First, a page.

For many years I’ve been in the habit of attending the Fernie Hunt’s Boxing day meet at Great Bowden, near Market Harborough, and this year was no exception. The sun shone from a clear blue sky, and some hundreds of people gathered on the village green, with the riders and hounds. A thaw was just setting in, although I suspect not soon enough to allow serious hunting. But the tradition of the Boxing Day Meet was maintained. Mulled wine, coffee and hot chocolate were available from the Shoulder of Mutton on the green.
Strange how historic dividing lines between the generations are becoming blurred in the 21st century. For the first time in my life, I saw a man with an ear-ring and a hearing aid, in the same ear.
The enthusiastic crowd at this event, and at a couple of hundred Meets up and down the country, serve as a standing rebuke to the envious and embittered kill-joys of the Labour Party, determined to maintain their Hunting Act as long as they can. Yet this was the day that Environment Minister Hilary Benn chose to launch an attack on what he called the Tory pledge to repeal the Act (of course we are pledged to a free vote in the House of Commons, not to repeal per se). The Act was always about class envy and spite (“Getting our own back for the miners”), rather than animal welfare, and Benn’s attack was clearly a tactic designed to open another front in Labour’s increasingly desperate attempts to re-open a class war.
It is odd to reflect that Labour’s tactic is based on a misconception. On the evidence of today’s crowd at Great Bowden, I’d say that ordinary folk were better represented there than the chinless wonders and county squirearchy. Many hunt followers find it challenging to pay for their winter feed, but they hang in there because they love the sport, they love their horses, they love the countryside and they love the living tradition of hunting. I used to be an enthusiast for hare coursing before the wretched Act outlawed it, and while some of the owners were well-heeled, the crowd at the Waterloo Cup was always predominantly working class. Hare coursing has traditionally been popular with pitmen, so it is ironical that Labour’s leftist ideologues imagine that banning coursing is somehow compensation for the miners.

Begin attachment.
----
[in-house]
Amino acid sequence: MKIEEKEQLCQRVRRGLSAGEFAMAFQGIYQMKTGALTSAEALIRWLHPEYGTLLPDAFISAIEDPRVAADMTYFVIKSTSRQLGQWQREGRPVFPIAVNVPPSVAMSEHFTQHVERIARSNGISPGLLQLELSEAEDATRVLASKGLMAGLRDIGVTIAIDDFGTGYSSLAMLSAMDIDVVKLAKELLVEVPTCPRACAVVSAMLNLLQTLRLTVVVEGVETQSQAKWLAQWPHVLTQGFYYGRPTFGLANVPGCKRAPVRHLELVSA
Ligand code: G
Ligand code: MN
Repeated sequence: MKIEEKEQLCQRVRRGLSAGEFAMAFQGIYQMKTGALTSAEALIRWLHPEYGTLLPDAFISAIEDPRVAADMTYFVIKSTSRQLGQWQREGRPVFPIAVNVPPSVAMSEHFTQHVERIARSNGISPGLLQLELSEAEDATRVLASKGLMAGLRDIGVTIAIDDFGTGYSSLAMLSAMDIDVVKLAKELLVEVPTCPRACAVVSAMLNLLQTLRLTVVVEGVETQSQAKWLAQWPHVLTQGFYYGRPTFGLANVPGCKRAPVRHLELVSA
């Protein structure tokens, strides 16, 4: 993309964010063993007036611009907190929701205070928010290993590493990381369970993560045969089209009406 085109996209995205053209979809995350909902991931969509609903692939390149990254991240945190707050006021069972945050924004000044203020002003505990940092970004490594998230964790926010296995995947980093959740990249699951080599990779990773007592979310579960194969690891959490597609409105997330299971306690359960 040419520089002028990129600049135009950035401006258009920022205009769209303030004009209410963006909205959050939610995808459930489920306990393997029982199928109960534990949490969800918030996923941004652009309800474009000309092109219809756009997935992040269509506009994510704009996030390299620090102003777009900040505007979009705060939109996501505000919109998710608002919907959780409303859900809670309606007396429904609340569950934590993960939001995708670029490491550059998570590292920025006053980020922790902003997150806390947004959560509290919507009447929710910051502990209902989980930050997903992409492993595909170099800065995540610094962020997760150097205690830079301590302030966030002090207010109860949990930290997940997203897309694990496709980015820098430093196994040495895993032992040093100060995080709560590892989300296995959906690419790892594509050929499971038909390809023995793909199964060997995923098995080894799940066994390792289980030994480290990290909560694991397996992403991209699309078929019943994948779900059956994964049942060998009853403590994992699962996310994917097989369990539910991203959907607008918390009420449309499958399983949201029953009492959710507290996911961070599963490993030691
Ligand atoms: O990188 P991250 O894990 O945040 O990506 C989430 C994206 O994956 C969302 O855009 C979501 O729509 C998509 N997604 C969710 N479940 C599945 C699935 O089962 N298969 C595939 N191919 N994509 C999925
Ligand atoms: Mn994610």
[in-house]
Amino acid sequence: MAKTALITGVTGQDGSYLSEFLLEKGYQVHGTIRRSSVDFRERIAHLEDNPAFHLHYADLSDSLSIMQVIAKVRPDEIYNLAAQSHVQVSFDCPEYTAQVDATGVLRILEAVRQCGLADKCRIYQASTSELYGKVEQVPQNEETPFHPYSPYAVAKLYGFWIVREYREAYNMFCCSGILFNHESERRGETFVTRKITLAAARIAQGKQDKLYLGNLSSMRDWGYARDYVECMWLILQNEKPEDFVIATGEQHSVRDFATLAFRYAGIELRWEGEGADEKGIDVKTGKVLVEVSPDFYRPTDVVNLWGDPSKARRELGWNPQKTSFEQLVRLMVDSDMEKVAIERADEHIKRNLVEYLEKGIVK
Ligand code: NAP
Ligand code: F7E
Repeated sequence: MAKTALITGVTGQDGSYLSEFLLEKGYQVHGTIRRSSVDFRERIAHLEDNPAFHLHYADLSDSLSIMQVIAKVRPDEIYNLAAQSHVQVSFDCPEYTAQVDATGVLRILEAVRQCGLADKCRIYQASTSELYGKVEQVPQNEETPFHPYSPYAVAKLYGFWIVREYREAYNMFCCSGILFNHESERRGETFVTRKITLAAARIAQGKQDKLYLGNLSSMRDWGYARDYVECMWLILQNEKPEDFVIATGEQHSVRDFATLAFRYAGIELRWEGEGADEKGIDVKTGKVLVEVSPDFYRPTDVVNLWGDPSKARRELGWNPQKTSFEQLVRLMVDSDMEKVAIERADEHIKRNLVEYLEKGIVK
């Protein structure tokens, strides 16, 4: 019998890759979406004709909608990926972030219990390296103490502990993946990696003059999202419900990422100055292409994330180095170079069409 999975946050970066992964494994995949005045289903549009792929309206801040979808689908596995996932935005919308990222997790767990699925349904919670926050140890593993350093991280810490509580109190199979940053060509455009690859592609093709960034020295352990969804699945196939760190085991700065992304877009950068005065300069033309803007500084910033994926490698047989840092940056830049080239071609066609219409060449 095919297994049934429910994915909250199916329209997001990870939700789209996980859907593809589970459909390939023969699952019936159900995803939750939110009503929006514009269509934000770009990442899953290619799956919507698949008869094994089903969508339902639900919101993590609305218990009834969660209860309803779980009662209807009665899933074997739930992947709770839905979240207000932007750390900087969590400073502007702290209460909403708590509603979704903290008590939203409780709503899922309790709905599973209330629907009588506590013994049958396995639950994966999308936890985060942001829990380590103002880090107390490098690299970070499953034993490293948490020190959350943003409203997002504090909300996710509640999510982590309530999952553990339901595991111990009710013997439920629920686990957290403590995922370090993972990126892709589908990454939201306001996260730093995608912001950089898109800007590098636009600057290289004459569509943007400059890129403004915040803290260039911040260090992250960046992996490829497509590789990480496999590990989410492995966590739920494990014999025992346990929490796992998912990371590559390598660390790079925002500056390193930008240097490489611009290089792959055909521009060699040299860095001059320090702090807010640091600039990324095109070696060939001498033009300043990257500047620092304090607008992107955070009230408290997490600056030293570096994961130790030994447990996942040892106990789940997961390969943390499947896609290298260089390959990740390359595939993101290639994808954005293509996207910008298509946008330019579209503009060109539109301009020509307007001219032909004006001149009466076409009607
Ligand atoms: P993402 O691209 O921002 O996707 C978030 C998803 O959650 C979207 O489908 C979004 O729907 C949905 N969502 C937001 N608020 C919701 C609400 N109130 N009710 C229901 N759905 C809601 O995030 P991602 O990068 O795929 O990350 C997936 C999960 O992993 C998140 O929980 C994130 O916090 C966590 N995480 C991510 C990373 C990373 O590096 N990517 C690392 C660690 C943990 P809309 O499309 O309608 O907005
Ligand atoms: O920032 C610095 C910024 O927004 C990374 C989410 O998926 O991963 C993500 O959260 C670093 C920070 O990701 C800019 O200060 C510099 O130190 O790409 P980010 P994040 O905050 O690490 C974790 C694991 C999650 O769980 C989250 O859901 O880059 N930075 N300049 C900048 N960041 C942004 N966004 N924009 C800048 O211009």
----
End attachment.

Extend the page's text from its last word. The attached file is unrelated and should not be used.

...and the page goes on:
But the most remarkable effrontery of Benn’s attack was his suggestion that with the economic crisis bequeathed by Labour to the next Conservative government, it was an odd priority for the Conservatives to be promising a free vote on hunting. It was his Labour government that wasted an extraordinary 700 hours of parliamentary time on this vindictive and unworkable Act — and even then they had to resort shamefully to the Parliament Act to get it through. This is many times the amount of parliamentary time they allocated to debating the invasion of Iraq.
The free vote the Conservatives propose will take very little parliamentary time. And we will do it, Hilary, because we gave our word to do it. That seems a good enough reason to me.
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